New Book Published on Mycotoxins in Pig Production

GLOBAL - A new book entitled 'Mycotoxins in Swine Production' has been published, edited by Ines Rodrigues and Maximilian Schuh. Ms Rodrigues explains how this new publication aims to help those in the pig and feed industries to minimise the mycotoxin risks and keep pigs healthy and performing well.
calendar icon 8 October 2013
clock icon 5 minute read

Inês Rodrigues

In an interview for ThePigSite, Inês Rodrigues explained that the publication of this book is the culmination of a project which started a couple of years ago.

She said: "I realised, based on my numerous customer visits worldwide, that very little was known about mycotoxins. Worse still, there was not much reliable information. Whatever information there was available was also very scattered and not comprehensive enough."

So she sought the opinions of colleagues, veterinarians and professors with solid expertise on both mycotoxins and swine production, without whose help this book could not have been successfully completed.

"I thank them all for sharing their years of experience with me and with the readers," she added.

In terms of updated scientific knowhow, this book is still very relevant for today, according to Ms Rodrigues.

She explained: "There is a lot of misinformation out there on mycotoxins. Although mycotoxins are considered a minor topic in animal nutrition, they have major impacts on the everyday lives of vets and nutritionists working in the animal industry."

Ms Rodrigues graduated from Évora University in Portugal in 2005 with a Masters in Animal Science in Zootechnical Engineering. Since 2007, she has worked with Biomin, starting as a Product Manager for Mycotoxin Risk Management Strategies at the company’s headquarters in Austria. She is currently based in Singapore, where she assumed the role of Technical Manager for both Mycotoxin Risk Management and Natural Growth Promoters in May 2012.

The target readership for the book is broad and ranges from vets, nutritionists and managers or decision-makers of farms, feed mills and integrators, to consultants and even students of nutrition and veterinary medicine, she explained.

The chapter which explores more in detail the complicated topic of mycotoxin analyses (Chapter 4) will be useful for those working in Quality Control and R&D as it gives tips on proper sampling procedures and the methods to be used in mycotoxin analysis.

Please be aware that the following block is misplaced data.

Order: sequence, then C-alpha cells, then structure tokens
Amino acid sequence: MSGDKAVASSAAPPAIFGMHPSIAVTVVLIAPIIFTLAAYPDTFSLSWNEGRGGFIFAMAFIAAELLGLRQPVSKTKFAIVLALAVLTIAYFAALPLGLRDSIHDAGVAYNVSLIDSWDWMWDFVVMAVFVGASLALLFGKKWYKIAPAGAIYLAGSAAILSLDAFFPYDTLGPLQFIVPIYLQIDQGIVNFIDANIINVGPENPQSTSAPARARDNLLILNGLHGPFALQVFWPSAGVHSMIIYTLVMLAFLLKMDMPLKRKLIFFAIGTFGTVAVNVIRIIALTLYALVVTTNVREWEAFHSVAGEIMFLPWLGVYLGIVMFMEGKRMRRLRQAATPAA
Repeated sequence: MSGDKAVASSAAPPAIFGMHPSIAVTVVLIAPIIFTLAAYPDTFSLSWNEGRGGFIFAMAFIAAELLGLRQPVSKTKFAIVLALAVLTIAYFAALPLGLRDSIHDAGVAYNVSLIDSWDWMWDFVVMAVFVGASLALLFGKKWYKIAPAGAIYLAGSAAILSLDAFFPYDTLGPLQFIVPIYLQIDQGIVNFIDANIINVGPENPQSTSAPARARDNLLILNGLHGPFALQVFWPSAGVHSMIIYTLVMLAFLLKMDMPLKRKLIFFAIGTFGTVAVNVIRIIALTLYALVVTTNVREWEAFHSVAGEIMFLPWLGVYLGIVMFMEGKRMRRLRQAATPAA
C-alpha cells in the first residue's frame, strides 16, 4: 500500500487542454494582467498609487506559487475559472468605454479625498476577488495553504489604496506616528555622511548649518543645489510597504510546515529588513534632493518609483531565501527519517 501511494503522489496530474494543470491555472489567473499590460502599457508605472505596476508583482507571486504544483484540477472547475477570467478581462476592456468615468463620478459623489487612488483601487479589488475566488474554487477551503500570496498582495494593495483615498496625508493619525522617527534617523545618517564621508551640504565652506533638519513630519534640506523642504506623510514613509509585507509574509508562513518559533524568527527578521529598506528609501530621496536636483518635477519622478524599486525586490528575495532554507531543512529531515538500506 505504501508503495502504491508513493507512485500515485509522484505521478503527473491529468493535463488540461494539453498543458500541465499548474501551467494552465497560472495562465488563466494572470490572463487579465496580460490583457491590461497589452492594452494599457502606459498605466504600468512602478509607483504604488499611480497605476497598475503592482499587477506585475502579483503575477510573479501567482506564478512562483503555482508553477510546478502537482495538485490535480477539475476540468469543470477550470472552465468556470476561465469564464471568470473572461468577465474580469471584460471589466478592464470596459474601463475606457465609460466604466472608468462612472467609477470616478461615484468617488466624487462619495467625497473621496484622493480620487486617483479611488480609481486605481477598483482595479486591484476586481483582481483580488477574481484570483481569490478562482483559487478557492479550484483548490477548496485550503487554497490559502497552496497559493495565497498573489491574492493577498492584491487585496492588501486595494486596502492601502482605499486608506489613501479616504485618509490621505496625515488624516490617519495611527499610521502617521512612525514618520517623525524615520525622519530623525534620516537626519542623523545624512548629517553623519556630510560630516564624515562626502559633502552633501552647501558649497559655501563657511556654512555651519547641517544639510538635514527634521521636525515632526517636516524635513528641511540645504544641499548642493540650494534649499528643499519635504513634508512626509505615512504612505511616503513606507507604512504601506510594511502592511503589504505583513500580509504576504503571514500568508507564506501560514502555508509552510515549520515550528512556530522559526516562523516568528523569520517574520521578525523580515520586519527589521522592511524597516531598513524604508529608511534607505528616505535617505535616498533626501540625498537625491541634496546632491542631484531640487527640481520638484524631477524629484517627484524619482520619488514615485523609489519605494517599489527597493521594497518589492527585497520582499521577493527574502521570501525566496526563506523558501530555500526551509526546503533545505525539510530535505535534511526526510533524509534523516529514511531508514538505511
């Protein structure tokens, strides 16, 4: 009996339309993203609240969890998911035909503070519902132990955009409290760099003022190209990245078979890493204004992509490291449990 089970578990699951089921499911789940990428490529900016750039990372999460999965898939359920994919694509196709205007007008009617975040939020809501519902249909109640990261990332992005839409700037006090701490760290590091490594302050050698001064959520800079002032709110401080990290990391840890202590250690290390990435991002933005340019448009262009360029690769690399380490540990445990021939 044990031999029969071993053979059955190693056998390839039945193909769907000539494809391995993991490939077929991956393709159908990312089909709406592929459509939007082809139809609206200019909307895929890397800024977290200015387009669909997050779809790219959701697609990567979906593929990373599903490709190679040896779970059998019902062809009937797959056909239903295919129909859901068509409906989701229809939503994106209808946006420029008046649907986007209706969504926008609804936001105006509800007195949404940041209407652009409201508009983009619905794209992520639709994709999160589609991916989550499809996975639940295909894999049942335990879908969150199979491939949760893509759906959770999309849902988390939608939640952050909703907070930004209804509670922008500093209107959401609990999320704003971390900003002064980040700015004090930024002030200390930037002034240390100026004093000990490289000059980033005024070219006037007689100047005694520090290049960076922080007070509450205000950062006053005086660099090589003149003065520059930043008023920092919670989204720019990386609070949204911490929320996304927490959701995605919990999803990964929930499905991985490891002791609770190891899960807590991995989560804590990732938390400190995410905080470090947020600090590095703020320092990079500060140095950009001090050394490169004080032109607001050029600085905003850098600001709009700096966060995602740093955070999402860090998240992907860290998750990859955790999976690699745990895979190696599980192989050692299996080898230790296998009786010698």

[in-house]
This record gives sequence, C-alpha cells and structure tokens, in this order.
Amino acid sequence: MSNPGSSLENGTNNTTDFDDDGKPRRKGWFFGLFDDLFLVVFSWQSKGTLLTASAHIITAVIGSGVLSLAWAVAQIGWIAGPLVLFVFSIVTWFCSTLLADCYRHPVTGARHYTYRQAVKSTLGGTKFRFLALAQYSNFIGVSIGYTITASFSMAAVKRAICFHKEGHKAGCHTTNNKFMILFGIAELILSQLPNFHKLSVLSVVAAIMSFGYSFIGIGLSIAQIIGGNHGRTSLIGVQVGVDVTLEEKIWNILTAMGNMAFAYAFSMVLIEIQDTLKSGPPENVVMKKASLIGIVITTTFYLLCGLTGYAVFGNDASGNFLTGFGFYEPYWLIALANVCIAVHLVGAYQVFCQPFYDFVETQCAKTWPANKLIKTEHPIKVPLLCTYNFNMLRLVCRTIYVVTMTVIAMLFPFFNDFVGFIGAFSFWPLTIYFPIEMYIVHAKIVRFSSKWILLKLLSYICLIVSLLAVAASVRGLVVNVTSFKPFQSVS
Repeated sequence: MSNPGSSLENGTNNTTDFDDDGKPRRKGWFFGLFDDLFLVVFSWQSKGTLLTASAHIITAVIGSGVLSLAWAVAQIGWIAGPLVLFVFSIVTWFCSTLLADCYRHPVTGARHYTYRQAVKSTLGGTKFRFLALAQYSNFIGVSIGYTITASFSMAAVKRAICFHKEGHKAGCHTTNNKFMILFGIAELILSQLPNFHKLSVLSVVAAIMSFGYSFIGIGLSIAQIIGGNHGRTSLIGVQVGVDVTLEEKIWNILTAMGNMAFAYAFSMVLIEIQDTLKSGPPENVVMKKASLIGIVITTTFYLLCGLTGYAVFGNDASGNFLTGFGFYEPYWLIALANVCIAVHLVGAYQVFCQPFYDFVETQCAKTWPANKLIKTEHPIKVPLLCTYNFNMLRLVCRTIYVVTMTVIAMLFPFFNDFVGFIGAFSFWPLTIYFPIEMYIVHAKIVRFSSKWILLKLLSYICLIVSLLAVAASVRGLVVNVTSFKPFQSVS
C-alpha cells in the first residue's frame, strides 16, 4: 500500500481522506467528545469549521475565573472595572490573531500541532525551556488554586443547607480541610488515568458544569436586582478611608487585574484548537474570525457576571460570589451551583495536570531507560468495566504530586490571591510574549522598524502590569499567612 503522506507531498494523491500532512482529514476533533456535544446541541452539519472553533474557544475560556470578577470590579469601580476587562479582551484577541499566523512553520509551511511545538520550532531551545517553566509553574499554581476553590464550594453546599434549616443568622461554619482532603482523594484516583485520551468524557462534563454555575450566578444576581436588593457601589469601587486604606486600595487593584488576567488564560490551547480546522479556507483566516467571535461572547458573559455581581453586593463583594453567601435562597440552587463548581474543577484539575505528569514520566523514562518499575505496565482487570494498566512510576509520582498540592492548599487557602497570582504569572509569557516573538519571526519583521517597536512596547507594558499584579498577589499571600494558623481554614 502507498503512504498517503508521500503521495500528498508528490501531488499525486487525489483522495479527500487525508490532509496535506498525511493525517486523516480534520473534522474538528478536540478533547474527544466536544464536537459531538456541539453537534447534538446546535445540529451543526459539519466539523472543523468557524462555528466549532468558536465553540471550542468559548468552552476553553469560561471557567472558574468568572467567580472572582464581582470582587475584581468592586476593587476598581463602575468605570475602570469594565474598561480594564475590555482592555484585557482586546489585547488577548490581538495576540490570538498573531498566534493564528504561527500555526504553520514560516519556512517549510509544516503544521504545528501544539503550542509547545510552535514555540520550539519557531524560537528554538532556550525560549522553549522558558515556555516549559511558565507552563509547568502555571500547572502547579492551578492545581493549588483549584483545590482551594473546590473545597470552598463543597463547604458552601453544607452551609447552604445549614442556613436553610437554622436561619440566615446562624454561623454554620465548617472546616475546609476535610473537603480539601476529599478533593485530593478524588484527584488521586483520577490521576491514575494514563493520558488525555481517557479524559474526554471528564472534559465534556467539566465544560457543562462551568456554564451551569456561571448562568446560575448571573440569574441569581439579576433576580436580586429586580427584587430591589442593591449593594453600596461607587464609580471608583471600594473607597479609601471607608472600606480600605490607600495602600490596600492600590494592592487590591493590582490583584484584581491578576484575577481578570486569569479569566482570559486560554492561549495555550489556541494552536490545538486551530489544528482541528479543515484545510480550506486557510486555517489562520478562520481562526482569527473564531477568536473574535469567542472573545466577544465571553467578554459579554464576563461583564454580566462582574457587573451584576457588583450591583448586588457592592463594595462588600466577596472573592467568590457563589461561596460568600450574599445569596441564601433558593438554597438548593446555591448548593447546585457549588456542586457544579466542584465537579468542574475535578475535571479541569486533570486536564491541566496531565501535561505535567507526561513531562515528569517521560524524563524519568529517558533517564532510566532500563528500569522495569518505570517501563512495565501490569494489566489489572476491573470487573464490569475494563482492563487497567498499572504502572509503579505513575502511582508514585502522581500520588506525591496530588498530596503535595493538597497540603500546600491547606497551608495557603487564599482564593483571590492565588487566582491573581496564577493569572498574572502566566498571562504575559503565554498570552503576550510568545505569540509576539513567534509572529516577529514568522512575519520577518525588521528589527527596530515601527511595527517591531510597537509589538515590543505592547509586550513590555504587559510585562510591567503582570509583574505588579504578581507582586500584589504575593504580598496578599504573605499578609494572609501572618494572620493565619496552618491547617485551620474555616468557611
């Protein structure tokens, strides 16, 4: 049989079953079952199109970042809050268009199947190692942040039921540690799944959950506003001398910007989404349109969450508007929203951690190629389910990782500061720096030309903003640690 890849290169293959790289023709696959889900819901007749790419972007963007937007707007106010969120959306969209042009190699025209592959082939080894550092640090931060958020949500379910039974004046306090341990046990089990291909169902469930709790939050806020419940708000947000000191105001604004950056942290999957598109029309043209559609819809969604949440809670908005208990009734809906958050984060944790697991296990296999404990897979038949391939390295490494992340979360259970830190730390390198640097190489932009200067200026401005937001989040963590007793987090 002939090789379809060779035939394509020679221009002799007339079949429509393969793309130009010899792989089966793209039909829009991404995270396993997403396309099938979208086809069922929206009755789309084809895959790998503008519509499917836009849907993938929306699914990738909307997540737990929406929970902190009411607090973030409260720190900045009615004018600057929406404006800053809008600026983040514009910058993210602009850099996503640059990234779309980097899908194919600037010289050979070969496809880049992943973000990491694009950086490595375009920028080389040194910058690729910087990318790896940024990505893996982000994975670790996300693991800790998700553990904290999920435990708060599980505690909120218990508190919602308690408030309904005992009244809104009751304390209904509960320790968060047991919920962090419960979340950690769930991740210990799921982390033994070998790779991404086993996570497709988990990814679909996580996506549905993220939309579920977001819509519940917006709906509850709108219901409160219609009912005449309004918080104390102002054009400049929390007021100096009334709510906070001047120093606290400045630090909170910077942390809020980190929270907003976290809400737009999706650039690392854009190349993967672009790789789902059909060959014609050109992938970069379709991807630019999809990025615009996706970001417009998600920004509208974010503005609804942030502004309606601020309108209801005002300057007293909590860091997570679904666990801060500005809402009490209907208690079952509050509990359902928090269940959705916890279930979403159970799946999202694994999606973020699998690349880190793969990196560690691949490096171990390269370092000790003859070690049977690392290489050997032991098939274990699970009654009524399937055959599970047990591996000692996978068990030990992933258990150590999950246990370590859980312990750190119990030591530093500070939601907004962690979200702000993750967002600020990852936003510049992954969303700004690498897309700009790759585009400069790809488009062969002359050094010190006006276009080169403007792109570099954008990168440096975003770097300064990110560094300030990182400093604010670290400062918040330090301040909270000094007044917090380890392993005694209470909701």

Why should pig farmers and vets worry about mycotoxins in the feed?

"Above all, farmers and vets should worry about mycotoxins in the feed because they are there!" Ms Rodrigues said.

She went on to explain that mycotoxins cause underperformance in animals and make them more prone to diseases. This means that mycotoxins affect farm profits. This is not a new topic - mycotoxins have been around forever, not only in animal feed but also in human food. The difference is that we can now identify them, quantify them and minimise their effects.

One whole chapter of the book is devoted to the pig’s immune system. Why is the immune system important in relation to mycotoxins?

Ms Rodrigues replied: "The immune system is very important to humans and animals. A poorly functioning immune system cannot protect the body from viruses, bacteria, parasites and several other foreign microorganisms and substances. Mycotoxins are known to suppress and weaken the immune system."

She continued that that particular chapter (Chapter 3) about the immune system of pigs and about how mycotoxins interact with it is a very special one not only because it covers such an important topic but because it was written by experts in this specific field. The writers are Dr Roger Berríos, a veterinarian with specific training on clinical biopathology, infectious diseases and epidemiology, and Professor Isabelle Oswald, who is a worldwide recognised expert and researcher on the effects of mycotoxins in immunity, holds a PhD in immunology and leads the Research Centre in Food Toxicology at the French National Institute for Agricultural Research (INRA).

What are the most important measures a pig farmer (or feed producer) can take to minimise the risk of mycotoxins affecting the health and performance of the pigs?

"Even if we cannot fully control the occurrence of mycotoxins - because they are closely linked to weather conditions which we cannot fully control - there are many strategies which can minimise their impacts. The problem so far is that there has not been an integrated or holistic approach to dealing with the topic of mycotoxins in feed," Ms Rodrigues explained.

She went on to explain two important strategies. These are:

  1. Good agronomic practices such as crop rotation, timely harvest, insect control, amongst others, may help reduce the contamination of cereals in the field and
  2. Analysis of commodities must be included in the quality control procedures of farms. This analysis should help answer two basic questions when a truckload of feed arrives at the farm, namely, ”What is the contamination load of that particular batch?”’ and ”How am I protecting my animals from possible contamination?”

Ms Rodrigues told ThePigSite: "It is tricky to allocate responsibility for feed contamination when the end-user is the animal.

"This book provides sound advice on minimising mycotoxins in different production stages from grain sowing to animal production. Mycotoxin risk management is the responsibility of grain producers, commodity traders, feed mills and farmers - everyone in the feed-to-food chain," she added.

Mycotoxins in Swine Production Mycotoxins in Swine Production
This book is a must buy for those involved in swine production, whether nutritionists or vets. It combines knowledge from several experts to provide information on a broad range of topics.
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